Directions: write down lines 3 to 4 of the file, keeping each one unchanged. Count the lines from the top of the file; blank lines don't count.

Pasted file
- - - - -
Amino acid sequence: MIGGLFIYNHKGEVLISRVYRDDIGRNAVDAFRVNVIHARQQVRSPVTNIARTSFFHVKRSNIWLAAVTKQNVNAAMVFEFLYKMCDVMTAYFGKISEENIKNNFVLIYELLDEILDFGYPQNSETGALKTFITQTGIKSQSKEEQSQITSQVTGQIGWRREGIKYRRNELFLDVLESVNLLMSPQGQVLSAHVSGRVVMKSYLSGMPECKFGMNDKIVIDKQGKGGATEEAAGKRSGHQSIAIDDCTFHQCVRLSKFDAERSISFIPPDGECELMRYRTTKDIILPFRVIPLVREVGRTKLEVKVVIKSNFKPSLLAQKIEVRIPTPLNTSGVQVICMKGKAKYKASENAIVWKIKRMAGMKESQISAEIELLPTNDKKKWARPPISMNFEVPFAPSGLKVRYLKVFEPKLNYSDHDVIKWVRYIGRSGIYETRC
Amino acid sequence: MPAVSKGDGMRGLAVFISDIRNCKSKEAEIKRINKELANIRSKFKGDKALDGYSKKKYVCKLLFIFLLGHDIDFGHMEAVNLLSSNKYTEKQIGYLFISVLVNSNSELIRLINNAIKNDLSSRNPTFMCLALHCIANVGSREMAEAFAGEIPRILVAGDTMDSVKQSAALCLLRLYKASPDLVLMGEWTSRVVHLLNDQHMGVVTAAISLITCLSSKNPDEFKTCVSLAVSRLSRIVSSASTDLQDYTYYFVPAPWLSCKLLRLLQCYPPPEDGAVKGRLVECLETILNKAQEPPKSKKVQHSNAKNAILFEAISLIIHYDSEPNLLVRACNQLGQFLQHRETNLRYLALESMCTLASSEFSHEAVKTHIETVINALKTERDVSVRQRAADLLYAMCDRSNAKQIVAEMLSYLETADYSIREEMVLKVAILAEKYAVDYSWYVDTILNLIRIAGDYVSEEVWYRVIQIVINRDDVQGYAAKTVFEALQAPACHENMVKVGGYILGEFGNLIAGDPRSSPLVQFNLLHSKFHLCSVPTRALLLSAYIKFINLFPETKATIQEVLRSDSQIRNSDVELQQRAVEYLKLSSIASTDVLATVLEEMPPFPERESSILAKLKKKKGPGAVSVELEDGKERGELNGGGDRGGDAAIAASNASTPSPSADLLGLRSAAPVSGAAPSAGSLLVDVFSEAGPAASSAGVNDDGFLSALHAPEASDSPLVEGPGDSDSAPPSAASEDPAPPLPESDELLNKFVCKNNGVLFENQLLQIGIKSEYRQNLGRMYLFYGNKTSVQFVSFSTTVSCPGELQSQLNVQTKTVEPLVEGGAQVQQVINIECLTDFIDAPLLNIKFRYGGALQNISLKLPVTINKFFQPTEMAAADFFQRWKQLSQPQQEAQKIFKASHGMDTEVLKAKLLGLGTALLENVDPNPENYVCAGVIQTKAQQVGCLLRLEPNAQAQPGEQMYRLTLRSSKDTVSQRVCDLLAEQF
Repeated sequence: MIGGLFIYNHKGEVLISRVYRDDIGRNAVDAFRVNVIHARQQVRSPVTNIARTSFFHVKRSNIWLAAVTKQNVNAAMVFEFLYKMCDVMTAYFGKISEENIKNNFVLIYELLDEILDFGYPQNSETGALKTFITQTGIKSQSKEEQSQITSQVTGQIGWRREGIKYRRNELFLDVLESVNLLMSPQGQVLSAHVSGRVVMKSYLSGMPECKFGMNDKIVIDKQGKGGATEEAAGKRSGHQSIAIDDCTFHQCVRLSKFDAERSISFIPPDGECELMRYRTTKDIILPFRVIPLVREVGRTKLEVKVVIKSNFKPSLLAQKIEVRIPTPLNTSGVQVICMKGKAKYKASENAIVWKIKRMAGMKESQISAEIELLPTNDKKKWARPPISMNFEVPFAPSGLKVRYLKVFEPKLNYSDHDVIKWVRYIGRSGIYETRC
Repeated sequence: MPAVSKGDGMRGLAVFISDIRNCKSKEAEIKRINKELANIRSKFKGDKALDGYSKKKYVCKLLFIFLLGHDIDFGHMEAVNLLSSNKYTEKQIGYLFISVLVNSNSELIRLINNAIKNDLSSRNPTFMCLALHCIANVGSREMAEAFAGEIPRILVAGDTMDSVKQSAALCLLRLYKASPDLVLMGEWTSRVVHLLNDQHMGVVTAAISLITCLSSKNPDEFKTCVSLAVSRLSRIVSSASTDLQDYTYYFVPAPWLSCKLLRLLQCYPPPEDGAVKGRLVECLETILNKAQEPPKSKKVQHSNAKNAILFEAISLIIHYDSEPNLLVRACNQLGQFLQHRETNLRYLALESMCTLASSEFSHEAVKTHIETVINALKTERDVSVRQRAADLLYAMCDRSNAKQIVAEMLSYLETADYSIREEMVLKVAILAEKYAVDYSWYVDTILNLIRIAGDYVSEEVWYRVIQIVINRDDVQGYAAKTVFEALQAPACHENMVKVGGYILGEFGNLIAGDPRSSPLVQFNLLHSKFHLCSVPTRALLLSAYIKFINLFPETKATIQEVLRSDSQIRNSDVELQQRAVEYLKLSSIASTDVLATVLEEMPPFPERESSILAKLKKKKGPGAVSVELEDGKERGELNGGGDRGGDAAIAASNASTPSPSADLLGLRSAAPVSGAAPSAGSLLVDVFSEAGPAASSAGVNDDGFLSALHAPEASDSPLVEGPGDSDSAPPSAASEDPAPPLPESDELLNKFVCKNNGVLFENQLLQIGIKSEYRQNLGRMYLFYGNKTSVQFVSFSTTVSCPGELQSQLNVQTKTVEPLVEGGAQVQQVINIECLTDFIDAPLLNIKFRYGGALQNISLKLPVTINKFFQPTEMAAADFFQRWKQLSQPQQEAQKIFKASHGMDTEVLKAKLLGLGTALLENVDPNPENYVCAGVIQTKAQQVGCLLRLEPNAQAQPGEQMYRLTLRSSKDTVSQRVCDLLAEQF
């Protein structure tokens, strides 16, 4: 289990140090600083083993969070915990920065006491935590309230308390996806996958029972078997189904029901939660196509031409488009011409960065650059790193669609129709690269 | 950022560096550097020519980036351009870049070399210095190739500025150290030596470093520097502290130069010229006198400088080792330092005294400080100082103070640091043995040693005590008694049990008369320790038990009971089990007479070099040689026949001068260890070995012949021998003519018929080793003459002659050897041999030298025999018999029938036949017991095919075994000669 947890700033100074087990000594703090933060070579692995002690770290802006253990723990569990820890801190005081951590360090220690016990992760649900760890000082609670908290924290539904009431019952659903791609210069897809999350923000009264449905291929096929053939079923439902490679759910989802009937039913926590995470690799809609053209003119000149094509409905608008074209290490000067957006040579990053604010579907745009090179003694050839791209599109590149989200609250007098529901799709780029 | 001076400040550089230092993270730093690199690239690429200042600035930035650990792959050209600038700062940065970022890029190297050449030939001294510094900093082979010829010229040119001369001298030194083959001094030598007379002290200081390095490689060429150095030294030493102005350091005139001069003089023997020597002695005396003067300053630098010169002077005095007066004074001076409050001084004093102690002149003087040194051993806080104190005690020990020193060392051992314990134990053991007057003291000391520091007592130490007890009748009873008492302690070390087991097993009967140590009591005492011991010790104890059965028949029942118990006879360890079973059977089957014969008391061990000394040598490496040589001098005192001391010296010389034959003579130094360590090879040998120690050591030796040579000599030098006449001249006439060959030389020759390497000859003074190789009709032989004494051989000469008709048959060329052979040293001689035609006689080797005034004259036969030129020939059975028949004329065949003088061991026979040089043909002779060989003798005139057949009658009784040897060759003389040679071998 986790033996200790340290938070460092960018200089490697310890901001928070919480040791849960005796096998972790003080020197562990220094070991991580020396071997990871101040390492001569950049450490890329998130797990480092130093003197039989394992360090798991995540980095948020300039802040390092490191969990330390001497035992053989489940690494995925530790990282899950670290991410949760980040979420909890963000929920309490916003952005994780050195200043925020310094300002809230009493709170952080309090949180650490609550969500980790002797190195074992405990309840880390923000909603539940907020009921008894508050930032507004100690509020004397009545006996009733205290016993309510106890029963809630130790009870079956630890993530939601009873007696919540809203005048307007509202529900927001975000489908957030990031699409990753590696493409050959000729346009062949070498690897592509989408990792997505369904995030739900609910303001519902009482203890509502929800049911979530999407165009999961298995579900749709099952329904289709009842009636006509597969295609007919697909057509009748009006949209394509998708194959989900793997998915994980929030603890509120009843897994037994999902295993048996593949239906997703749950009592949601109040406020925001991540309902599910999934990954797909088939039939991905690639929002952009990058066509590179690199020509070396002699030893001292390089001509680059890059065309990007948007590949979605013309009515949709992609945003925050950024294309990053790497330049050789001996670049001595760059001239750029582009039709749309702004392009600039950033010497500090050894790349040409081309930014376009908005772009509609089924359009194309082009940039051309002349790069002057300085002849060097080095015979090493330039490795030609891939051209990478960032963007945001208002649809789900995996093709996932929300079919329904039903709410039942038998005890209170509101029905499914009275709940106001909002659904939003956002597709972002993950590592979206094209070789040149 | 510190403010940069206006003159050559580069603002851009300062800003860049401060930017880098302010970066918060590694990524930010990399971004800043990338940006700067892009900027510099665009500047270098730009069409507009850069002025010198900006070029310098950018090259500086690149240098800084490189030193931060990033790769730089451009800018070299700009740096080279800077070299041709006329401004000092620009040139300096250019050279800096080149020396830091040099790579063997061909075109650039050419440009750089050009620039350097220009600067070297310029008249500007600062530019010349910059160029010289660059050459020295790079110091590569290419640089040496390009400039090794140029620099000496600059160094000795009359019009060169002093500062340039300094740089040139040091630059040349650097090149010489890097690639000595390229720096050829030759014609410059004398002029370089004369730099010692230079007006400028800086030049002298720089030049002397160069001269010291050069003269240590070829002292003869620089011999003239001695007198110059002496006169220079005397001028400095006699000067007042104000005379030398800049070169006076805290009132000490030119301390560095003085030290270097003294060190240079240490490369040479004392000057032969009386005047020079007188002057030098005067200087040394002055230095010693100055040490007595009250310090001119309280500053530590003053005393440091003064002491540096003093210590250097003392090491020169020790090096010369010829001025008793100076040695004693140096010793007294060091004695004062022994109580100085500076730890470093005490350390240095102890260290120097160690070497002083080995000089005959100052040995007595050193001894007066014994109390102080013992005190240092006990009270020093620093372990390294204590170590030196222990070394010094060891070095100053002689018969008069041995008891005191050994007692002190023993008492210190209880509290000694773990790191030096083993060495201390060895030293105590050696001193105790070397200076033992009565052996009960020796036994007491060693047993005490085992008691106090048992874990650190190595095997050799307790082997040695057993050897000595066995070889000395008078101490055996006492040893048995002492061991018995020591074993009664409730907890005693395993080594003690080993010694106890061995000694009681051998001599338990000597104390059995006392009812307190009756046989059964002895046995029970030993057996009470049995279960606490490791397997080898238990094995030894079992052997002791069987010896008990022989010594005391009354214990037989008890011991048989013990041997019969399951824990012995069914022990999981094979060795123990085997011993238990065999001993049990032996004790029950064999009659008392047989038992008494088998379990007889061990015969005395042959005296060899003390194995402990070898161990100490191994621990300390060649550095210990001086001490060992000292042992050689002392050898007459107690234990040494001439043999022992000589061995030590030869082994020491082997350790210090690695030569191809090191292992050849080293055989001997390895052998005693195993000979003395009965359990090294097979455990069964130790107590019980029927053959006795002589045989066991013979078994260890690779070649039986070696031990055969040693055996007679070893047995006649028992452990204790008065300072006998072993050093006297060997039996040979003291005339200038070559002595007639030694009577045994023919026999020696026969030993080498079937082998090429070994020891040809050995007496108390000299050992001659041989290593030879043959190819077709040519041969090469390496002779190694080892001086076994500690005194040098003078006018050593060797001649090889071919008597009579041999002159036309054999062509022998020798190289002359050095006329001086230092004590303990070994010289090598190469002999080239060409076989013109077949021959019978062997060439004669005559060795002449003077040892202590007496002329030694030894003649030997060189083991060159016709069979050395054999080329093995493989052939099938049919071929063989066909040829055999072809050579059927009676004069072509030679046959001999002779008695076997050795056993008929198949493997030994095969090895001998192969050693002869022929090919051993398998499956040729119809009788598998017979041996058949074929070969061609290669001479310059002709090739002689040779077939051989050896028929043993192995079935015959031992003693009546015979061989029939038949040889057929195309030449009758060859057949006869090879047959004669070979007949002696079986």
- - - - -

Repeated sequence: MIGGLFIYNHKGEVLISRVYRDDIGRNAVDAFRVNVIHARQQVRSPVTNIARTSFFHVKRSNIWLAAVTKQNVNAAMVFEFLYKMCDVMTAYFGKISEENIKNNFVLIYELLDEILDFGYPQNSETGALKTFITQTGIKSQSKEEQSQITSQVTGQIGWRREGIKYRRNELFLDVLESVNLLMSPQGQVLSAHVSGRVVMKSYLSGMPECKFGMNDKIVIDKQGKGGATEEAAGKRSGHQSIAIDDCTFHQCVRLSKFDAERSISFIPPDGECELMRYRTTKDIILPFRVIPLVREVGRTKLEVKVVIKSNFKPSLLAQKIEVRIPTPLNTSGVQVICMKGKAKYKASENAIVWKIKRMAGMKESQISAEIELLPTNDKKKWARPPISMNFEVPFAPSGLKVRYLKVFEPKLNYSDHDVIKWVRYIGRSGIYETRC
Repeated sequence: MPAVSKGDGMRGLAVFISDIRNCKSKEAEIKRINKELANIRSKFKGDKALDGYSKKKYVCKLLFIFLLGHDIDFGHMEAVNLLSSNKYTEKQIGYLFISVLVNSNSELIRLINNAIKNDLSSRNPTFMCLALHCIANVGSREMAEAFAGEIPRILVAGDTMDSVKQSAALCLLRLYKASPDLVLMGEWTSRVVHLLNDQHMGVVTAAISLITCLSSKNPDEFKTCVSLAVSRLSRIVSSASTDLQDYTYYFVPAPWLSCKLLRLLQCYPPPEDGAVKGRLVECLETILNKAQEPPKSKKVQHSNAKNAILFEAISLIIHYDSEPNLLVRACNQLGQFLQHRETNLRYLALESMCTLASSEFSHEAVKTHIETVINALKTERDVSVRQRAADLLYAMCDRSNAKQIVAEMLSYLETADYSIREEMVLKVAILAEKYAVDYSWYVDTILNLIRIAGDYVSEEVWYRVIQIVINRDDVQGYAAKTVFEALQAPACHENMVKVGGYILGEFGNLIAGDPRSSPLVQFNLLHSKFHLCSVPTRALLLSAYIKFINLFPETKATIQEVLRSDSQIRNSDVELQQRAVEYLKLSSIASTDVLATVLEEMPPFPERESSILAKLKKKKGPGAVSVELEDGKERGELNGGGDRGGDAAIAASNASTPSPSADLLGLRSAAPVSGAAPSAGSLLVDVFSEAGPAASSAGVNDDGFLSALHAPEASDSPLVEGPGDSDSAPPSAASEDPAPPLPESDELLNKFVCKNNGVLFENQLLQIGIKSEYRQNLGRMYLFYGNKTSVQFVSFSTTVSCPGELQSQLNVQTKTVEPLVEGGAQVQQVINIECLTDFIDAPLLNIKFRYGGALQNISLKLPVTINKFFQPTEMAAADFFQRWKQLSQPQQEAQKIFKASHGMDTEVLKAKLLGLGTALLENVDPNPENYVCAGVIQTKAQQVGCLLRLEPNAQAQPGEQMYRLTLRSSKDTVSQRVCDLLAEQF